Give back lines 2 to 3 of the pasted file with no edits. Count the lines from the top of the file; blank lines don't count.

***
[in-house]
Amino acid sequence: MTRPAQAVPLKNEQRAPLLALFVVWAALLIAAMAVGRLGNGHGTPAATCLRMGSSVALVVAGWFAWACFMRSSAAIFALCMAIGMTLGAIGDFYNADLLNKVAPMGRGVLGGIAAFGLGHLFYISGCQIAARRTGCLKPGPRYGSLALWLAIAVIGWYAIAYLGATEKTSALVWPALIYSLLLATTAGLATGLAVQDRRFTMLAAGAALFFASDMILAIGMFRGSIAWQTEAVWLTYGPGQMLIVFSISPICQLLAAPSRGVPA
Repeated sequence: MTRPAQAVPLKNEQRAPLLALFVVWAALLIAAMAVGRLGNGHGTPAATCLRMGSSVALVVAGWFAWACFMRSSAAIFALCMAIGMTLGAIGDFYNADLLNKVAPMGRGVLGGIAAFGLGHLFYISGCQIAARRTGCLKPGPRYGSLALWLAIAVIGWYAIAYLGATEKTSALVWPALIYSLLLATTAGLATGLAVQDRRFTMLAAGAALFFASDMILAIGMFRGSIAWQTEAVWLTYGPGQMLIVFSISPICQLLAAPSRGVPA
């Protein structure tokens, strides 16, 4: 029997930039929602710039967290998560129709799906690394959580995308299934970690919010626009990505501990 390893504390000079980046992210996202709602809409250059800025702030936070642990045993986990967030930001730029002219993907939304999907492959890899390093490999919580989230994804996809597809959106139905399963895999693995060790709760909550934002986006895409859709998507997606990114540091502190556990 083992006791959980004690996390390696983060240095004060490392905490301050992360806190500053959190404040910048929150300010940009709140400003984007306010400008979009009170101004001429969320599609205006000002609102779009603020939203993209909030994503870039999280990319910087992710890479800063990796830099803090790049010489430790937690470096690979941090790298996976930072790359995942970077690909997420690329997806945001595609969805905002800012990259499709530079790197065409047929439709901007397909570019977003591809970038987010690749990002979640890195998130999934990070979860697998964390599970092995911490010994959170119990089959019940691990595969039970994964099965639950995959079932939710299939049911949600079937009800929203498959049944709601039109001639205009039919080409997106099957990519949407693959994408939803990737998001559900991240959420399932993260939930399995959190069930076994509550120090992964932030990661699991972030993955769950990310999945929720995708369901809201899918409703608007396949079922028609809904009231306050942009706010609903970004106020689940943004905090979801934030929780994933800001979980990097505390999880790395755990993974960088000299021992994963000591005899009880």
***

Amino acid sequence: MTRPAQAVPLKNEQRAPLLALFVVWAALLIAAMAVGRLGNGHGTPAATCLRMGSSVALVVAGWFAWACFMRSSAAIFALCMAIGMTLGAIGDFYNADLLNKVAPMGRGVLGGIAAFGLGHLFYISGCQIAARRTGCLKPGPRYGSLALWLAIAVIGWYAIAYLGATEKTSALVWPALIYSLLLATTAGLATGLAVQDRRFTMLAAGAALFFASDMILAIGMFRGSIAWQTEAVWLTYGPGQMLIVFSISPICQLLAAPSRGVPA
Repeated sequence: MTRPAQAVPLKNEQRAPLLALFVVWAALLIAAMAVGRLGNGHGTPAATCLRMGSSVALVVAGWFAWACFMRSSAAIFALCMAIGMTLGAIGDFYNADLLNKVAPMGRGVLGGIAAFGLGHLFYISGCQIAARRTGCLKPGPRYGSLALWLAIAVIGWYAIAYLGATEKTSALVWPALIYSLLLATTAGLATGLAVQDRRFTMLAAGAALFFASDMILAIGMFRGSIAWQTEAVWLTYGPGQMLIVFSISPICQLLAAPSRGVPA